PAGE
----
CNN reported Chancellor Gerhard Schroeder will call a vote of confidence in the German parliament on Friday as part of his plan to hold early elections. Schroeder is hoping he will lose the vote of deputies in the Bundestag, a move that would allow him to resign as chancellor and call fresh elections in the autumn -- probably in mid-September. He would then begin campaigning for a fresh mandate to push through tough economic reforms.
What makes him think he would get a mandate for tough economic reforms. He just might lose everything.Schroeder called for early elections after his party, the Social Democrats, lost a crucial regional election on May 22. A national poll was not due until 2006. He has tried to spur the sluggish economy and reduce unemployment by trimming costs to business, but the moves have met resistance within his party. He told the Bundestag on Monday that he would be seeking the vote of confidence. For Schroeder to lose, some deputies in his ruling coalition, which holds a thin majority, would have to vote against him or abstain. In the lead-up to the vote, only one minister had publicly announced he would abstain. The plan could also fail if Schroeder wins the vote with the support of some opposition deputies, who fear they could lose they seats in an early election. But even if the plan succeeds, Germany's President Hoerst Koehler could refuse to dissolve the Bundestag on the grounds that the vote has been manipulated.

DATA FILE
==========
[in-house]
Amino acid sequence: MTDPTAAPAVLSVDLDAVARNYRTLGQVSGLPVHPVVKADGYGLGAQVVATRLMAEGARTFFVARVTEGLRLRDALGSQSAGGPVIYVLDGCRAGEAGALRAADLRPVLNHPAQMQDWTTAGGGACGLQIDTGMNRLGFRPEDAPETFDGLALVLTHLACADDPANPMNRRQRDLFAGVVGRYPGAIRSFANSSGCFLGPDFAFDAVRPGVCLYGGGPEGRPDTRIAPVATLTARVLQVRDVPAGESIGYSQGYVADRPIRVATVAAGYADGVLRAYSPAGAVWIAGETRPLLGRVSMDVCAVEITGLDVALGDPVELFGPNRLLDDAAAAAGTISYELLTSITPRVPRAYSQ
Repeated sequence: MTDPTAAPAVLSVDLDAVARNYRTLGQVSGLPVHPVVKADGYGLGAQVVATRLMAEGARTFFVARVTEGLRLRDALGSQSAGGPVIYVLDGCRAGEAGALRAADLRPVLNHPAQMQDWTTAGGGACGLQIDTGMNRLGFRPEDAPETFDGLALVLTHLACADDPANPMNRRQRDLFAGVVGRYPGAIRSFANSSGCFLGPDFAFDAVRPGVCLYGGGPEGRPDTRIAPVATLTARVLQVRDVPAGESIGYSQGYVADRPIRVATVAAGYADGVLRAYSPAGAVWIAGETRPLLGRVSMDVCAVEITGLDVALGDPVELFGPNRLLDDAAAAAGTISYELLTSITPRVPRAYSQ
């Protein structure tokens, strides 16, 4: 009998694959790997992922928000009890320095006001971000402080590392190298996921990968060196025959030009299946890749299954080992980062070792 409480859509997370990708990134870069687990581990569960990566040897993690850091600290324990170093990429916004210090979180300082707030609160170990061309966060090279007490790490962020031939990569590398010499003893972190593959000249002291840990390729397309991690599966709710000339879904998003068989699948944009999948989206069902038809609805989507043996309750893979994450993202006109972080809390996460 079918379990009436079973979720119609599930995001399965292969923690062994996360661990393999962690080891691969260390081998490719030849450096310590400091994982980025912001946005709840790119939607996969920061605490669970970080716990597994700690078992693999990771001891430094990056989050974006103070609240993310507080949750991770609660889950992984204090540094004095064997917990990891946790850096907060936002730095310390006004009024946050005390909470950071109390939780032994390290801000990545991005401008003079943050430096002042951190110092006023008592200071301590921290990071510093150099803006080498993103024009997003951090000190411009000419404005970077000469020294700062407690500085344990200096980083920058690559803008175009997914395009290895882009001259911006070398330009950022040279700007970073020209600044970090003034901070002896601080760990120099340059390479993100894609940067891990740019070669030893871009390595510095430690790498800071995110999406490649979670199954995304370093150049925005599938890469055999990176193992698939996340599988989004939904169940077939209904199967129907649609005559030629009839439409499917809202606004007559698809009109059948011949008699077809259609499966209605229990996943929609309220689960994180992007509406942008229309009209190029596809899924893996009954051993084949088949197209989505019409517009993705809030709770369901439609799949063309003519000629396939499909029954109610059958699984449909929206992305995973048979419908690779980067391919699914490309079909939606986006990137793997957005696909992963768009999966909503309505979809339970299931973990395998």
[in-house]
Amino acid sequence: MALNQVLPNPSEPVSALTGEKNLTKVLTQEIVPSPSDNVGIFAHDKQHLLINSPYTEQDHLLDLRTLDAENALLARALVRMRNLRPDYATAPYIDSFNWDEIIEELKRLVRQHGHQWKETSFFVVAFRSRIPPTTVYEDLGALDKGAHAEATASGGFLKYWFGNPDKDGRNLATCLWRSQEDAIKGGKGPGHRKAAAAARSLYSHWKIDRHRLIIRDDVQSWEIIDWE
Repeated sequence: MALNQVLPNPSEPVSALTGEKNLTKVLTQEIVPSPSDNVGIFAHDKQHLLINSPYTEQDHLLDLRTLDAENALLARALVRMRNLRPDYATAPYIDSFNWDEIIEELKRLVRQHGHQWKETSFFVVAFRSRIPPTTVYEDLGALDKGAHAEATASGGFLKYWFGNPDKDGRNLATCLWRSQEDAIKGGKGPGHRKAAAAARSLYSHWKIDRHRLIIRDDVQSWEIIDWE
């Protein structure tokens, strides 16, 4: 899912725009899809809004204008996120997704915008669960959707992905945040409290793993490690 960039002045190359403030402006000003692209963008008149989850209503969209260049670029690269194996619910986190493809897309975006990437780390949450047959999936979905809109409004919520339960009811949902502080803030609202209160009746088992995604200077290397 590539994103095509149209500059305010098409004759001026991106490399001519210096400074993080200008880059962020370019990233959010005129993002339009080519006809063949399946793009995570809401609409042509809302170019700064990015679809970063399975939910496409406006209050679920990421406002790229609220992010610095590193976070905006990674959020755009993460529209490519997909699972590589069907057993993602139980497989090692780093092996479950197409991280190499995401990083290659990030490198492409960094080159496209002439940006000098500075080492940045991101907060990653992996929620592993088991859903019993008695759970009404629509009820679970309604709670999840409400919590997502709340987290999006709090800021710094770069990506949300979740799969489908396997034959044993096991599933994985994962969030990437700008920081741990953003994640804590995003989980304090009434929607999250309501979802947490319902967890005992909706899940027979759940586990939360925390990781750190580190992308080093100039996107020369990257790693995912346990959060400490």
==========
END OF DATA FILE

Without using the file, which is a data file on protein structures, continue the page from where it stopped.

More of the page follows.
He should, because Schroeder is clearly manipulating things in an effort to grab more power.
Chris Lawrence blogged There’s some background on Germany’s rather unusual confidence procedures here at Wikipedia (the standard Wikipedia caveat applies)—there are actually two different types of confidence vote, one of which replaces the chancellor (the “constructive” vote that most comparative politics textbooks talk about) and the other of which requests (but does not require) that the president call new elections.
Gerry @DalyThoughts blogged One heck of a gambit. If he pulls it off, then there will be an election within 60 days, and polls show him trailing Angela Merkel by a significant amount. Schroeder must be of a mindset that the state of the German economy is going to be worse when the national election is currently scheduled for in 2006 than it is now, and that he can somehow reverse the recent poll numbers in a short timeframe.